Almost a THIRD of doctors are not ‘confident advising on sun safety’

Almost a THIRD of doctors and nurses claim they are not confident enough on sun safety to advise patients how to avoid skin cancer

  • Less than half of the 1,500 medics surveyed regularly recommend sunscreen 
  • Only a little over a quarter (27.4%) advise patients to avoid ‘indoor tanning’ 
  • Most skin cancer cases come about due to UV rays from the sun or sunbeds

Almost a third of doctors and nurses do not feel confident enough on sun safety to advise their patients on how to avoid harmful UV rays, research suggests. 

A study of more than 1,500 medics in the US found just under 30 per cent do not believe they have the knowledge to keep the public sun safe.

As a result, less than half of those surveyed regularly advise their patients to wear sunscreen, sit in the shade and avoid tanning beds.

Scientists from the Centers for Disease Control and Prevention warn most skin cancer cases come about due to UV rays from the sun or ‘indoor tanning’. 

Almost a third of medics do not feel confident enough on sun safety to advise their patients on how to avoid harmful UV rays. This could be putting patients at risk of skin cancer (stock)

Nearly five million adults are treated for skin cancer every year in the US, the researchers wrote in the journal Preventative Medicine. 

And in the UK, there were 15,970 diagnoses of melanoma, the deadliest form of the disease, between 2014 and 2016, Cancer Research UK statistics show. 

There has been a recent push in the US for doctors to promote skin cancer prevention and ‘sun safe behaviours’, the researchers wrote. 

The latter includes using sunscreen, wearing protective clothing, sitting in the shade and staying indoors at midday, which is when UV rays are typically at their most intense.

In 2012, the US Prevention Services Task Force (USPSTF) released its first set of recommendations on ‘clinical counseling on skin cancer prevention’. 

Sunburn increases a person’s risk of skin cancer.

It can happen abroad or in the UK. 

To stay sun safe, experts recommend people:

  • Seek shade between 11am and 3pm, which is when the sun’s rays are typically strongest
  • Wear at least SPF 30 sunscreen
  • Apply sunscreen 30 minutes, and again just before, UV exposure
  • Opt for water-resistant sunscreen if necessary and reapply after swimming, sweating or using a towel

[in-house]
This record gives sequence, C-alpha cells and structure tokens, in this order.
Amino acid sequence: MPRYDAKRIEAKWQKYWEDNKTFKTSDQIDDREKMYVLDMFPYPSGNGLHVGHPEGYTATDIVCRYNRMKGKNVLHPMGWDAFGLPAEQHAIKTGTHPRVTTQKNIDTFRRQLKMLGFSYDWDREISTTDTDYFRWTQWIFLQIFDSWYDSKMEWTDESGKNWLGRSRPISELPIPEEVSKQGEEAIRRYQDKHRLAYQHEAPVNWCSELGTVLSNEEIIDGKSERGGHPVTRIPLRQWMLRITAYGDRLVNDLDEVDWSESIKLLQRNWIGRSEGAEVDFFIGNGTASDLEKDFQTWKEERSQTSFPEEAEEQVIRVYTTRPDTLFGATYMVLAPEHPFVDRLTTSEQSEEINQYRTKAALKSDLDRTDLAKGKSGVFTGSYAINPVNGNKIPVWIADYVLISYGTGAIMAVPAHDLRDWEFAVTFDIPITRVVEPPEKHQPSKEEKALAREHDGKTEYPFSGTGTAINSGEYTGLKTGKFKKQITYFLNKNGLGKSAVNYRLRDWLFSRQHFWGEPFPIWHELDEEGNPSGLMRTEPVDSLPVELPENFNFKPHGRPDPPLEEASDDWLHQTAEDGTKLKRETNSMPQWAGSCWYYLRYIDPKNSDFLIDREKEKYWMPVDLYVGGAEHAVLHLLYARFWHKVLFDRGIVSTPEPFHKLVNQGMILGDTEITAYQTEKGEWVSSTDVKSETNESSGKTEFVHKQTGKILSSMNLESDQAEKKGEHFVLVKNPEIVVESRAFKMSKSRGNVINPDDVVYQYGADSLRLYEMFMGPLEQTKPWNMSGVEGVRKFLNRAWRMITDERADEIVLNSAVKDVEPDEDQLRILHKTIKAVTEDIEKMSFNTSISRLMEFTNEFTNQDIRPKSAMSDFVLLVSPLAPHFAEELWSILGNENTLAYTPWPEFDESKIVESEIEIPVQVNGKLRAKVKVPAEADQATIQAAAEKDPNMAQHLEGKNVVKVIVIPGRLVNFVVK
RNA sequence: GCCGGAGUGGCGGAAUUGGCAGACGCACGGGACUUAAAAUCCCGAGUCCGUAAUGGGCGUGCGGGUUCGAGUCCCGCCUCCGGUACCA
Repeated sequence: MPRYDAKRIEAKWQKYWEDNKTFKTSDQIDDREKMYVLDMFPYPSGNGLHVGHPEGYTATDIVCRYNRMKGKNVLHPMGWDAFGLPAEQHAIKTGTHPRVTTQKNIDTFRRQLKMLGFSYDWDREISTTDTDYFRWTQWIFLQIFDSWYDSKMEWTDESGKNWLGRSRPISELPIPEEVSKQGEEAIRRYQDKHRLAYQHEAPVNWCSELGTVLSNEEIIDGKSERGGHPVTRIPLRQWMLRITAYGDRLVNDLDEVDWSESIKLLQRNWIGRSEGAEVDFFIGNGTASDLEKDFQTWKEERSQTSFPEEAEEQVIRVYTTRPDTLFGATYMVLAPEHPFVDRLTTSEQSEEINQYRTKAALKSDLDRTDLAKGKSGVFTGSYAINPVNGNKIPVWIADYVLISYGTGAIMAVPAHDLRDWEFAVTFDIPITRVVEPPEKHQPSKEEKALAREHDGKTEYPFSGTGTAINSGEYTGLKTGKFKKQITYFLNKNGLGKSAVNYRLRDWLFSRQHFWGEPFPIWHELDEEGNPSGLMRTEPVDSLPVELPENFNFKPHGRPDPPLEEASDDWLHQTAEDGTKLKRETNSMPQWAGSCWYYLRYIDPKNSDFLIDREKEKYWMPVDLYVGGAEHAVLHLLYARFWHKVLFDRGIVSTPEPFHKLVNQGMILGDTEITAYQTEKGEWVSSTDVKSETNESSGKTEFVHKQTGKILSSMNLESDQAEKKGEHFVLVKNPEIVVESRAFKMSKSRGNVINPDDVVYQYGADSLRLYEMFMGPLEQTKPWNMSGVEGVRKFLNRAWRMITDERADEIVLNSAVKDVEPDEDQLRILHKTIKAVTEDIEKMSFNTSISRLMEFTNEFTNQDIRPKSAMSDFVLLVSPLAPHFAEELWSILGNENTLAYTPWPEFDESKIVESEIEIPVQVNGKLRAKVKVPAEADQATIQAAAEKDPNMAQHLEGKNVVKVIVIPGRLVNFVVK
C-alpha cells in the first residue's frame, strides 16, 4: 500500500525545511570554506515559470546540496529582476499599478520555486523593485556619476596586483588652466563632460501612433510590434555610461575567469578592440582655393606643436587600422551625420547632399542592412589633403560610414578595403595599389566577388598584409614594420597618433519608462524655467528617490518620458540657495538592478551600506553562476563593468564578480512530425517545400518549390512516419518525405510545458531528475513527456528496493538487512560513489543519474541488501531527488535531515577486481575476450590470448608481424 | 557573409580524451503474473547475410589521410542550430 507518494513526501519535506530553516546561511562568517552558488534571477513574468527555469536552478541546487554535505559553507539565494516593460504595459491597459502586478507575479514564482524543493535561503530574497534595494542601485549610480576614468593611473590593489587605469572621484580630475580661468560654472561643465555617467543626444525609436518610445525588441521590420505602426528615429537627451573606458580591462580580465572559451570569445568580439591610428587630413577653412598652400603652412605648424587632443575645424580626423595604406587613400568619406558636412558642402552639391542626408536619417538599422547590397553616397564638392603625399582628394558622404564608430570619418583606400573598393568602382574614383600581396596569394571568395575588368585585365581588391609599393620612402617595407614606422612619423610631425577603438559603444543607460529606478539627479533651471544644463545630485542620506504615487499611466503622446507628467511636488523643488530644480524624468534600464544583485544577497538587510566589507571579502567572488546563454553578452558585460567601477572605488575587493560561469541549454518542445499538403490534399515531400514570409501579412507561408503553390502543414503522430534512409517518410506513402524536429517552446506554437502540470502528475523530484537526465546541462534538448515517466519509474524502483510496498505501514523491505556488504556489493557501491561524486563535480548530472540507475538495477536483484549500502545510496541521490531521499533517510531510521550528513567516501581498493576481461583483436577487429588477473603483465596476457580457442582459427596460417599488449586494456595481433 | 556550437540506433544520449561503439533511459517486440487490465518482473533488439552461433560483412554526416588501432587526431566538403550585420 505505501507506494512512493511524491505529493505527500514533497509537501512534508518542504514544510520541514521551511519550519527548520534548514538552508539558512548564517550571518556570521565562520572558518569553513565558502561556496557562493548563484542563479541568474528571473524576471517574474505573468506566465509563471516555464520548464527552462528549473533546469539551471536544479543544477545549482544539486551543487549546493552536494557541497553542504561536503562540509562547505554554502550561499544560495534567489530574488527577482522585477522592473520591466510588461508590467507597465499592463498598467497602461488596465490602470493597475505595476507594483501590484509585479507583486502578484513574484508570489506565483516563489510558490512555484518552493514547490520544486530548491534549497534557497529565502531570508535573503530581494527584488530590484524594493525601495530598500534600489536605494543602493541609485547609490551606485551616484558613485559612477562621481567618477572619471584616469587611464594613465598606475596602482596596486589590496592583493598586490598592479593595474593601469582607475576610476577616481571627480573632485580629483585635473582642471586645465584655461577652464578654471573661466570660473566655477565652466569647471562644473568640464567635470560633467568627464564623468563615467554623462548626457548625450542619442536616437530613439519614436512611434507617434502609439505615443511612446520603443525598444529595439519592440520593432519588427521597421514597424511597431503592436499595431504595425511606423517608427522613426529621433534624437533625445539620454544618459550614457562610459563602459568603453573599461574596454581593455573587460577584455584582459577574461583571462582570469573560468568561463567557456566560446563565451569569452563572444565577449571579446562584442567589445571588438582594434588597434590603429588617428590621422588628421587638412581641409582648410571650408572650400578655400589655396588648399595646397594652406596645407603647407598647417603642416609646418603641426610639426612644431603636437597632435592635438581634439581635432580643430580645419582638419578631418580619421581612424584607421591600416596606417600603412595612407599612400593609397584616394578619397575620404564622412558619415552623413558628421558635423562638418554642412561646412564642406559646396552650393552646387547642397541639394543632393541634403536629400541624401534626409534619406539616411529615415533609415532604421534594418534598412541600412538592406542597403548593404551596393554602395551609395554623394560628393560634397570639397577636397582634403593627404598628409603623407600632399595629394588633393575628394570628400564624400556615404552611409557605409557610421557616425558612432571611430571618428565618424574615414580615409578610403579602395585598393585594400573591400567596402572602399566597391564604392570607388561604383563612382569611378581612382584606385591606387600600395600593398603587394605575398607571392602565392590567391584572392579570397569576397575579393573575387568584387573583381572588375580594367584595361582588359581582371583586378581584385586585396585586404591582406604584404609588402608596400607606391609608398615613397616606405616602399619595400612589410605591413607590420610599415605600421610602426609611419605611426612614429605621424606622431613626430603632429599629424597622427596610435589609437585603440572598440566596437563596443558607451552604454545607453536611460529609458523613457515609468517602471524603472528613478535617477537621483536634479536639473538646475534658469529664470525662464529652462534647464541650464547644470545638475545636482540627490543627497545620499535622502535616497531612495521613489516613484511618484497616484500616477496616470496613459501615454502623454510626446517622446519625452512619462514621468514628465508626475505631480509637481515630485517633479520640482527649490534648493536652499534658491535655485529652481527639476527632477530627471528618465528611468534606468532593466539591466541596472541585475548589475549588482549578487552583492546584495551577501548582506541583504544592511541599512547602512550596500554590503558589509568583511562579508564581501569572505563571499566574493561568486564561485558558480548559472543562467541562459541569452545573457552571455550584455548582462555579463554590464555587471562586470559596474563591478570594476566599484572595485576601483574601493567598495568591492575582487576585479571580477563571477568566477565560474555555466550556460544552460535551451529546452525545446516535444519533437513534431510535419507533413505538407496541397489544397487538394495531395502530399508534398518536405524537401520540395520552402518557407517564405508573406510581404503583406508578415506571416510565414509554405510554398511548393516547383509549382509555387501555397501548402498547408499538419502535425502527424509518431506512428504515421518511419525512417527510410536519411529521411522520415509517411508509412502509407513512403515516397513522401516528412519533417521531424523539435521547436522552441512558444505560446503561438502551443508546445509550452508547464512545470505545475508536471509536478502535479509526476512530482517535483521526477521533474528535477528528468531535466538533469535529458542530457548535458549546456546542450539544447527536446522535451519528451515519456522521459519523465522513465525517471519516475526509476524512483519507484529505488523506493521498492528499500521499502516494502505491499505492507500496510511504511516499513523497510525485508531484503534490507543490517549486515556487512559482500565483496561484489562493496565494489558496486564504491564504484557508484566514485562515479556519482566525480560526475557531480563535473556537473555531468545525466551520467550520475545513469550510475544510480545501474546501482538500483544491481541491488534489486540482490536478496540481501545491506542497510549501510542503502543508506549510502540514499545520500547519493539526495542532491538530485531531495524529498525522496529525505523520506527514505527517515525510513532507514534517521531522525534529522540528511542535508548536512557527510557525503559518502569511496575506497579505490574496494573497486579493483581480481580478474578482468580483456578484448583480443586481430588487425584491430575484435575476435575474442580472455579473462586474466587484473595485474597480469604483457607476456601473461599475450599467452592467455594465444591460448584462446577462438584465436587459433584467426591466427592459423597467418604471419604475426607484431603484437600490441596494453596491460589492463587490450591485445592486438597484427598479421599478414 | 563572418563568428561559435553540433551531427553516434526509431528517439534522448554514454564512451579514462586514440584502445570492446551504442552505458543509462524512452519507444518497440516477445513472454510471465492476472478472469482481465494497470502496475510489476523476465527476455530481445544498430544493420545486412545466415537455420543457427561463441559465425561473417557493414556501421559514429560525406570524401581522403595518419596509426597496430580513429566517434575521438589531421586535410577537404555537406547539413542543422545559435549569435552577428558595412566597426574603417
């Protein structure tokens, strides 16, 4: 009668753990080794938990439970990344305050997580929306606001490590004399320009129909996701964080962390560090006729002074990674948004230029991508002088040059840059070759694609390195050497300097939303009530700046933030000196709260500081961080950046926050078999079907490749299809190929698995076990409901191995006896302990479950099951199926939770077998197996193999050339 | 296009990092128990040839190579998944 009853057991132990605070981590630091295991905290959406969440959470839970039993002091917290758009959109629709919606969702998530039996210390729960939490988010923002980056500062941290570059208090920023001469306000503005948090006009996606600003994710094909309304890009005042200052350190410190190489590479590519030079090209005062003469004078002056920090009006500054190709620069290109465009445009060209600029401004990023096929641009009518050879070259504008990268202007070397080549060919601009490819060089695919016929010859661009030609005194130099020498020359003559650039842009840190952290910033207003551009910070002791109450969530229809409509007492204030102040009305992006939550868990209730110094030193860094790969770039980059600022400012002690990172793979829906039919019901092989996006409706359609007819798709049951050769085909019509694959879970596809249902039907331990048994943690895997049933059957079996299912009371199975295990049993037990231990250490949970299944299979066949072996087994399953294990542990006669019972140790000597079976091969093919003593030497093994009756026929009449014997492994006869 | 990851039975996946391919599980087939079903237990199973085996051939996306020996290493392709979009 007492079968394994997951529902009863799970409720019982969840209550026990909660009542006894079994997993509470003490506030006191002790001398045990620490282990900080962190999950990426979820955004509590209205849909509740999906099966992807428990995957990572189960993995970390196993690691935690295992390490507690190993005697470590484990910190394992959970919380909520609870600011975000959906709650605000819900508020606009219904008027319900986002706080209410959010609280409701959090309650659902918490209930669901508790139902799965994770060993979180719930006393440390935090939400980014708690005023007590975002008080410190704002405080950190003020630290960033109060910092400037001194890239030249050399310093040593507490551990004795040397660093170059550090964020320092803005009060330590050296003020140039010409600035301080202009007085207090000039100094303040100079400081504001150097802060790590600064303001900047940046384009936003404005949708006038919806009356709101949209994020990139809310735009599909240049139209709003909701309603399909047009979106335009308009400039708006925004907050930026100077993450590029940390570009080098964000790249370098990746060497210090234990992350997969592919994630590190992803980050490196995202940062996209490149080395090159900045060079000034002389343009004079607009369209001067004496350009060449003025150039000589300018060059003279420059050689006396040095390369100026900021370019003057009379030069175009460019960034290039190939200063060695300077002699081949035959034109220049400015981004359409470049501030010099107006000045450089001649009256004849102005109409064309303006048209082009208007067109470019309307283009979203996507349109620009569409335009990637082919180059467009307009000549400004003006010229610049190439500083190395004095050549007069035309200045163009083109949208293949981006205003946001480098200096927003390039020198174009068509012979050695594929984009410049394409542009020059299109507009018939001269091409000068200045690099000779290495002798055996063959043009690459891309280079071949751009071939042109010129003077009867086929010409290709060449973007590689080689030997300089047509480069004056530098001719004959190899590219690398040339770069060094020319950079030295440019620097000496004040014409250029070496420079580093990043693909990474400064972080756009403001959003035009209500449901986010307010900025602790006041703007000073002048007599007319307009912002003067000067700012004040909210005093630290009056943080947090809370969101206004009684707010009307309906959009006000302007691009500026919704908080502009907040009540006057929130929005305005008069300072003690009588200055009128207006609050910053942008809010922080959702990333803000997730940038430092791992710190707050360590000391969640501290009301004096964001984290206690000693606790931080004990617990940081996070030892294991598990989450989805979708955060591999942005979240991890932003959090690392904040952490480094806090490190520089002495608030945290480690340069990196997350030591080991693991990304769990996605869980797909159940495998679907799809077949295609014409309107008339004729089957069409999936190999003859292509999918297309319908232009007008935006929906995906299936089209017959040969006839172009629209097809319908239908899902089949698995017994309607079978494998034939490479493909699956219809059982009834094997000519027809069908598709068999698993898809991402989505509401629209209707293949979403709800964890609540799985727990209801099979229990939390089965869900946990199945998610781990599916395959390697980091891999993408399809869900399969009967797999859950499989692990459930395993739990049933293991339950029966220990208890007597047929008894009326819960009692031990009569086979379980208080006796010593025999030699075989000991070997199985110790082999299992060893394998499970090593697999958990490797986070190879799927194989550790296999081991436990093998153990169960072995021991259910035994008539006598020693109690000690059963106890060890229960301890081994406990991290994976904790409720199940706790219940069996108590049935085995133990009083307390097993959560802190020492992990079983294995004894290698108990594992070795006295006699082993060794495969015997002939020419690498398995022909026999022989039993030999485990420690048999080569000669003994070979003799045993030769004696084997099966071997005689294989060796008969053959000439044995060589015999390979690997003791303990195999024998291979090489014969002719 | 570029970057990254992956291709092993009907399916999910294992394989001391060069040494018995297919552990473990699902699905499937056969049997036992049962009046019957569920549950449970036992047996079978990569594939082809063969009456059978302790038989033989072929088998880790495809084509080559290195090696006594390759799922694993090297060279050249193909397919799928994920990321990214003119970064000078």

• Cover up with protective clothing, a wide-brimmed hat and sunglasses
  • Be extra careful with babies and young children. Infants under six months should be kept out of direct sunlight
  • Do not use sunbeds or sunlamps 
  • Checks moles and skin for any changes 

Source: NHS Choices 

The researchers, led by the behavioural scientist Dawn Holman, set out to uncover how many doctors in the US advise their patients on sun safety. 

They analysed data from the online 2016 survey DocStyles. 

This includes information on ‘skin cancer prevention counseling practices’ for 1,506 GPs, internists, paediatricians and nurses.

Results revealed just under 30 per cent of those surveyed do not feel ‘confident in their ability to provide advice about sun protection’.

As a result, less than half (48.5 per cent) of the medics regularly advise their patients on sun safety.

And only just more than a quarter (27.4 per cent) recommend people avoid ‘indoor tanning’. 

Of those who do give out advice, most only counsel patients with fair skin.

While people with pale complexions, light hair and freckles are more at risk of skin cancer, people with darker skin tones can also burn and develop the disease, the researchers warned.

The results further revealed most UV advice centres on wearing sunscreen, ditching sunbeds, avoiding the midday sun and wearing protective clothing.

However, the medics were less likely to advise patients to seek shade and check the UV index. This identifies the strength of the sun’s radiation at a given place on a particular day.

The researchers stress providing a ‘range of sun safety options’ allows patients to ‘find an approach that fits their preferences and activities’.

The study also found the medics were more likely to give advice if they had been practicing for more than 16 years, had treated sunburn in the past 12 months or were familiar with the USPSTF guidelines. 

‘Barriers to counseling’ included a lack of time (58.1 per cent), more urgent concerns (49.1 per cent) and patient disinterest (46.3 per cent). 

To overcome the time issue, future studies should look for ways of ‘engaging other members of the medical team’, such as ‘health educators’, in ‘counseling efforts’, the researchers added.

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